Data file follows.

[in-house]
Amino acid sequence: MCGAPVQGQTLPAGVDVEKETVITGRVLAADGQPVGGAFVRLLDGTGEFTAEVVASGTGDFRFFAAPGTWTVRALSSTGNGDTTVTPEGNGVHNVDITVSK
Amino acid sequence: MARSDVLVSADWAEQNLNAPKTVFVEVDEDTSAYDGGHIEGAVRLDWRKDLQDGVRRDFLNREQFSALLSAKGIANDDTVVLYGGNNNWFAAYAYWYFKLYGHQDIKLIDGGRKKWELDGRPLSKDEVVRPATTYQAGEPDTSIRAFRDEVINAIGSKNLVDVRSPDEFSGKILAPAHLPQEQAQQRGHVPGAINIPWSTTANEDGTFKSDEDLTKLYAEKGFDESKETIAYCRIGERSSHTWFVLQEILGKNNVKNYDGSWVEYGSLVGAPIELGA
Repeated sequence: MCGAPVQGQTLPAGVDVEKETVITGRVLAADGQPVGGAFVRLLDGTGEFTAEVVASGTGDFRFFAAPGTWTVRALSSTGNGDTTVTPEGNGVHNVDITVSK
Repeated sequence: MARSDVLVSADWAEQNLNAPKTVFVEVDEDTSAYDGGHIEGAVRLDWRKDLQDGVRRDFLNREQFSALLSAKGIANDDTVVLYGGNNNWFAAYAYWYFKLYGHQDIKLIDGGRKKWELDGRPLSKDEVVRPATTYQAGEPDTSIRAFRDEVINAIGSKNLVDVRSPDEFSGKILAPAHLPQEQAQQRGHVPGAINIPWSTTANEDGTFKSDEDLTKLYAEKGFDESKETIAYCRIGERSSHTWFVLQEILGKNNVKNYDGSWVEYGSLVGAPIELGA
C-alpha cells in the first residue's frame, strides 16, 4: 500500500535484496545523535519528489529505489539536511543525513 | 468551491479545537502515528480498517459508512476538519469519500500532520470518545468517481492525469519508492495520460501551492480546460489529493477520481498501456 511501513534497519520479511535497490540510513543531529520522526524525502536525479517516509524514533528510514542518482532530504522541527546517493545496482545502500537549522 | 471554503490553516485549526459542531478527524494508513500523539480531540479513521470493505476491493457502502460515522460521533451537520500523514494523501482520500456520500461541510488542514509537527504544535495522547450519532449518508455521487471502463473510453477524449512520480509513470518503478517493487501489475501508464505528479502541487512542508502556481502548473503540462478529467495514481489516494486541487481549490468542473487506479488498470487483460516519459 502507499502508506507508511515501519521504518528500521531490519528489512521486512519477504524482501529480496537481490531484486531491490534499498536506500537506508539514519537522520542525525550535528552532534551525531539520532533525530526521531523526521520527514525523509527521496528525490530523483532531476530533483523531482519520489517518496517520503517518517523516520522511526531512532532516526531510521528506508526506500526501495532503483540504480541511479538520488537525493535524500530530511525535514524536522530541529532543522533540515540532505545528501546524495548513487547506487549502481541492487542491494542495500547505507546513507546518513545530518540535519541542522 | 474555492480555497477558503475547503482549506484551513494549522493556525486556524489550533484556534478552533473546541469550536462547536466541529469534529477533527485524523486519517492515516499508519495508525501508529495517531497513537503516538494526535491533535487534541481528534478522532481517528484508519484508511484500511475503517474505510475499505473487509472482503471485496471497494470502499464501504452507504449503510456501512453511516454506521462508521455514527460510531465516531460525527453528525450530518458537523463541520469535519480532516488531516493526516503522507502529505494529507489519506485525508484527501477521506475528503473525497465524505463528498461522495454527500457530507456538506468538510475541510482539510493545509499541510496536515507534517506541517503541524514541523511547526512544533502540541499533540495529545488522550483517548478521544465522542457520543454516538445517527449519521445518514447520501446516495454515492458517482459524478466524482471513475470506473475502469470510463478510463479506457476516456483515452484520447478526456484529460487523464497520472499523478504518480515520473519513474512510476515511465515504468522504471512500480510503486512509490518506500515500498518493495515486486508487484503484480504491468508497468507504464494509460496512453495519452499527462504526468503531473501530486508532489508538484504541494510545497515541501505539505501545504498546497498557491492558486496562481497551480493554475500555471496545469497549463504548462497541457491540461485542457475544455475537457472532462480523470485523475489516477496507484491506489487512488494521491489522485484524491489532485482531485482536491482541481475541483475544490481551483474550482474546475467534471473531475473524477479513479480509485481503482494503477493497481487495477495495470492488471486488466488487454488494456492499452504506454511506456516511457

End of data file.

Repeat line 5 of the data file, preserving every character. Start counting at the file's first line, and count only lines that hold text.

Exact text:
Repeated sequence: MARSDVLVSADWAEQNLNAPKTVFVEVDEDTSAYDGGHIEGAVRLDWRKDLQDGVRRDFLNREQFSALLSAKGIANDDTVVLYGGNNNWFAAYAYWYFKLYGHQDIKLIDGGRKKWELDGRPLSKDEVVRPATTYQAGEPDTSIRAFRDEVINAIGSKNLVDVRSPDEFSGKILAPAHLPQEQAQQRGHVPGAINIPWSTTANEDGTFKSDEDLTKLYAEKGFDESKETIAYCRIGERSSHTWFVLQEILGKNNVKNYDGSWVEYGSLVGAPIELGA